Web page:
WMS promises more high-tech equipment, bigger exhibitor footprint.
An expanded educational program and an increased exhibitor footprint will greet attendees at the Woodworking Machinery & Supply Conference and Expo (WMS) to be held Oct. 31 to Nov. 2.
With three months to go WMS 2019 was running 20% ahead of the 2017 edition of the show in terms of exhibitors and exhibition space, according to show management.
“Several of the Canadian woodworking industry’s major machinery and supply companies have returned or increased their presence at WMS in 2019,” said Tim Fixmer, president and CEO of CCI Canada, which owns and operates the event.
“Attendees will be pleased to see the increased woodworking technology offerings at WMS.”
He said the increase in high-tech equipment that will be on display is a testament to the show’s overall growth.
“WMS 2019 is by far Canada’s largest woodworking show and we’re excited to give the attendees a comprehensive range of technology to explore and evaluate.”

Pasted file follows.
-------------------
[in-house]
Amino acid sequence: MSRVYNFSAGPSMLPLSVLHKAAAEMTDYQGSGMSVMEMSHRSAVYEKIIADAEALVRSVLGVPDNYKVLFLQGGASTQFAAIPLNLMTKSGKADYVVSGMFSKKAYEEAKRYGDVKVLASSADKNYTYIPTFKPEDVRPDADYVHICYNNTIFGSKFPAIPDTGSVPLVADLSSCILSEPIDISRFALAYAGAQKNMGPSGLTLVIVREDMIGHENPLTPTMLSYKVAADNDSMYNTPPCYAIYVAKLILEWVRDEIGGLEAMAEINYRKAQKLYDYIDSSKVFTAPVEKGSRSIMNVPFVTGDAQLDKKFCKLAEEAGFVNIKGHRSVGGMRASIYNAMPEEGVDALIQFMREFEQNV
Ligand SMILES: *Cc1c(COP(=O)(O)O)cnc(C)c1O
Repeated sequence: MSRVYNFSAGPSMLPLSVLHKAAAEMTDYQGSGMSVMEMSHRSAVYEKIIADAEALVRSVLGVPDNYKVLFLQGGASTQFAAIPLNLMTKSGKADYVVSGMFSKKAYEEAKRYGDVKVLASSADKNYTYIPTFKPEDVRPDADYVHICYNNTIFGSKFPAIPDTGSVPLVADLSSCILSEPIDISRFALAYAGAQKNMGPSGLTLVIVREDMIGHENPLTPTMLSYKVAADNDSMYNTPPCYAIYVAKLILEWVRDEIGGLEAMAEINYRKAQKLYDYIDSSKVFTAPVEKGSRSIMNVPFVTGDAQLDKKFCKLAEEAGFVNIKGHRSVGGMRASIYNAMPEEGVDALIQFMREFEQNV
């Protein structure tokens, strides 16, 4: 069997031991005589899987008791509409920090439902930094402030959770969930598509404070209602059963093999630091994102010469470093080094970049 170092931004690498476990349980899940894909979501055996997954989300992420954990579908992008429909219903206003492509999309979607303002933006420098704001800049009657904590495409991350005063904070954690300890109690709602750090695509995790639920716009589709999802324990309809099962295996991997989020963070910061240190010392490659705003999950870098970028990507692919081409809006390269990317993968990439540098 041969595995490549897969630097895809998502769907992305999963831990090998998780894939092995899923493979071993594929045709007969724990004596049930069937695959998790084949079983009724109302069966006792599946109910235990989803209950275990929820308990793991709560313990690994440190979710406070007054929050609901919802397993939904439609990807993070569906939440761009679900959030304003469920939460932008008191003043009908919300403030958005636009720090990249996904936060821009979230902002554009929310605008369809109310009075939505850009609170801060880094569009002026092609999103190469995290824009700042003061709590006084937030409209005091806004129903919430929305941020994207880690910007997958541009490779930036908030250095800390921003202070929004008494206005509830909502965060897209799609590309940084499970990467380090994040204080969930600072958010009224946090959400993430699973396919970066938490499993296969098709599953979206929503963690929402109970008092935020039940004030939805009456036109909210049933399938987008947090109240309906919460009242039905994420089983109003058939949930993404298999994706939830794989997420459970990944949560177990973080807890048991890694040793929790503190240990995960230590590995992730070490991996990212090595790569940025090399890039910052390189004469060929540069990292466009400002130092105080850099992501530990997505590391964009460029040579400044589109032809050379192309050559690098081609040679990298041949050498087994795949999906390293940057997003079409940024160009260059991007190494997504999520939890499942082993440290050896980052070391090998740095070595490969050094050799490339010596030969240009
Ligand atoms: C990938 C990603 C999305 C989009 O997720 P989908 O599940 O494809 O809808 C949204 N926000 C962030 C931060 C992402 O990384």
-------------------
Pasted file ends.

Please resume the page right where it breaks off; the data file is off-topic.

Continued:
The three-day event features a total of four keynote presentations, two days of classroom education, and new this year, WMS Live. WMS Live will run continuously on the show floor and will offer presentations from a number of exhibitors and institutions.
"WMS Live is another new feature of the show," said Fixmer. "WMS Live is complementary and gives our attendees a chance to take a break and learn at the same time."
Kick off keynotes
Free keynotes prior to the opening of WMS 2019 on October 31 and November 1 will launch the show’s daily educational programming. TV star and professional contractor, Mike Holmes Jr., will discuss working with your customers and meeting your customer's expectations in his opening day keynote titled, "Making It right with your customers." Holmes’ presentation is set for Oct. 31 at 9 a.m. prior to the official opening of WMS 2019.
FDMC's editor Will Sampson will kick off WMS on Nov. 1 with his keynote, "Solving the Pricing Puzzle." Sampson's presentation will provide valuable insight into his FDMC annual pricing survey. “Our readers have told us time and again that pricing correctly is one of their biggest challenges,” said Sampson. “They constantly find themselves caught between the extremes of pricing work too low to make a reasonable profit and bidding jobs too high to get the work in the first place. Either extreme is bad for business, and this survey is an attempt to deal with that.”